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Assembly of physalis mottle virus capsid protein in Escherichia coli and the role of amino and carboxy termini in the formation of the icosahedral particles

Sastri, M and Kekuda, R and Gopinath, K and Kumar, CTR and Jagath, JR and Savithri, HS (1997) Assembly of physalis mottle virus capsid protein in Escherichia coli and the role of amino and carboxy termini in the formation of the icosahedral particles. In: Journal of Molecular Biology, 272 (4). pp. 541-552.

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Abstract

The coat protein gene of physalis mottle tymovirus (PhMV) was over expressed in Escherichia coli using pET-3d vector. The recombinant protein was found to self assemble into capsids in vivo. The purified recombinant capsids had an apparent s value of 56.5 S and a diameter of 29(±2) nm. In order to establish the role of amino and carboxy-terminal regions in capsid assembly, two amino-terminal deletions clones lacking the first 11 and 26 amino acid residues and two carboxy-terminal deletions lacking the last five and ten amino acid residues were constructed and overexpressed. The proteins lacking N-terminal 11 (PhCPN1) and 26 (PhCPN2) amino acid residues self assembled into T = 3 capsids in vivo, as evident from electron microscopy, ultracentrifugation and agarose gel electrophoresis. The recombinant, PhCPN1 and PhCPN2 capsids were as stable as the empty capsids formed in vivo and encapsidated a small amount of mRNA. The monoclonal antibody PA3B2, which recognizes the epitope within region 22 to 36, failed to react with PhCPN2 capsids while it recognized the recombinant and PhCPN1 capsids. Disassembly of the capsids upon treatment with urea showed that PhCPN2 capsids were most stable. These results demonstrate that the N-terminal 26 amino acid residues are not essential for T = 3 capsid assembly in PhMV. In contrast, both the proteins lacking the C-terminal five and ten amino acid residues were present only in the insoluble fraction and could not assemble into capsids, suggesting that these residues are crucial for folding and assembly of the particles.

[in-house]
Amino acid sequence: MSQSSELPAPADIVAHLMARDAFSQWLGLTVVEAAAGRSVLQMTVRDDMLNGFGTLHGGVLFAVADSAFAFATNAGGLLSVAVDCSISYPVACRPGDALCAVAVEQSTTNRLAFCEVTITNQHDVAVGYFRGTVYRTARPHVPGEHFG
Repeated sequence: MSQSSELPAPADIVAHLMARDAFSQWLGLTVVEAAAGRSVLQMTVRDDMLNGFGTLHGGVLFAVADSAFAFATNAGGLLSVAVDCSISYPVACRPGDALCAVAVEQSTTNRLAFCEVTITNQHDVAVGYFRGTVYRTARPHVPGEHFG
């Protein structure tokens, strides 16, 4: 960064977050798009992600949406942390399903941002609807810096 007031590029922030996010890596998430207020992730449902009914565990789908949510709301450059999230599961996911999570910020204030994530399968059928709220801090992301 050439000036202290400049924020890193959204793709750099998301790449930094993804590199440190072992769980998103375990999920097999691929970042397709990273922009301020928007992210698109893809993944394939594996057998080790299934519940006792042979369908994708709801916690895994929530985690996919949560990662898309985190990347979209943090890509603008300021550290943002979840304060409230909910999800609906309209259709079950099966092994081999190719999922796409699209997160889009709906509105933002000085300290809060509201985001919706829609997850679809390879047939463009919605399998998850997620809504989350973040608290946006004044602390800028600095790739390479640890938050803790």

Item Type: Journal Article
Additional Information: Copyright for this article belongs to Elsevier Sceince.
Department/Centre: Division of Biological Sciences > Biochemistry
Date Deposited: 23 Oct 2009 04:58
Last Modified: 19 Sep 2010 05:51
URI: http://eprints.iisc.ernet.in/id/eprint/24683

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